Culture on My Mind – Compassion Means More Than Magic

Culture on My Mind

Culture on My Mind
Compassion Means More Than Magic
February 20, 2023

In short, despite being a long-time fan of Harry Potter, I won’t be engaging with Hogwarts Legacy or anything further associated with J.K. Rowling.

I don’t expect anything I say here to change any minds. But this is my platform and I’m using it to unpack some complicated feelings about a complicated topic. If you’re not down with that, you know where the door is.

The Harry Potter book series was well underway by the time it crossed my radar. My wife – then, my girlfriend – introduced me to it because she was (and still is) a voracious reader and had burned through the available library in mere days. When we got married, we couldn’t afford to fly to our honeymoon location in Oregon so we drove instead, and we passed the time traveling through multiple states by reading the books to one another. When she was bitten by a spider on that honeymoon and spent a couple of days sleeping and recuperating, I continued to read them to her for comfort.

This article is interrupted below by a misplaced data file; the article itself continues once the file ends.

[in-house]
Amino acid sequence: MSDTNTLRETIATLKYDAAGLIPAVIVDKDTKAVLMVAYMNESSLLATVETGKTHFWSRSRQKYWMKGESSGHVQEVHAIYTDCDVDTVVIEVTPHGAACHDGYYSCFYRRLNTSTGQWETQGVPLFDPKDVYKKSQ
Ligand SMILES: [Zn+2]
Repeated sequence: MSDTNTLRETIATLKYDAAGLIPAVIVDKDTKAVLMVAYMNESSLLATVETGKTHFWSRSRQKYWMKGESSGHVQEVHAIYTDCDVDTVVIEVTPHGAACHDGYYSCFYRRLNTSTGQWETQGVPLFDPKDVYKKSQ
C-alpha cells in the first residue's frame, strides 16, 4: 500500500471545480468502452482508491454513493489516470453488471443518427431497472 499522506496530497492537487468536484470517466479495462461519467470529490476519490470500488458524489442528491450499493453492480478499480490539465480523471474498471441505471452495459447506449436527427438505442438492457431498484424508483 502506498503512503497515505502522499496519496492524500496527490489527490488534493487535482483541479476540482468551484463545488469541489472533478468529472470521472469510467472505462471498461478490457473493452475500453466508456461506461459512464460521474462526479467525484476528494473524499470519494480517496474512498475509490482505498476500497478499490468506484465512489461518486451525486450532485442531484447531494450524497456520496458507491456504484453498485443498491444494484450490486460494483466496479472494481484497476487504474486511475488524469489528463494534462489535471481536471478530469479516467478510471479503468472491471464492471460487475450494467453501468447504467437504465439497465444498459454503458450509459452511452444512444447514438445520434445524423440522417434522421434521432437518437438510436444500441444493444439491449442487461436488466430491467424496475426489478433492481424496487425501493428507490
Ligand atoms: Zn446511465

The movies are among the favorites with family. We even had a movie marathon when my wife’s mother was in town one time, complete with homemade butterbeer that could make your pancreas scream for mercy.

Those memories are the core of our fandom in this franchise.

I give J.K. Rowling a lot of credit for finding a niche in the young adult market, for getting kids and adults into the magic and fantasy genre during the late ’90s and early ’00s, and for inspiring decades of related entertainment in Hollywood. But that doesn’t absolve the hurt and pain she continues to cause among communities that I care about.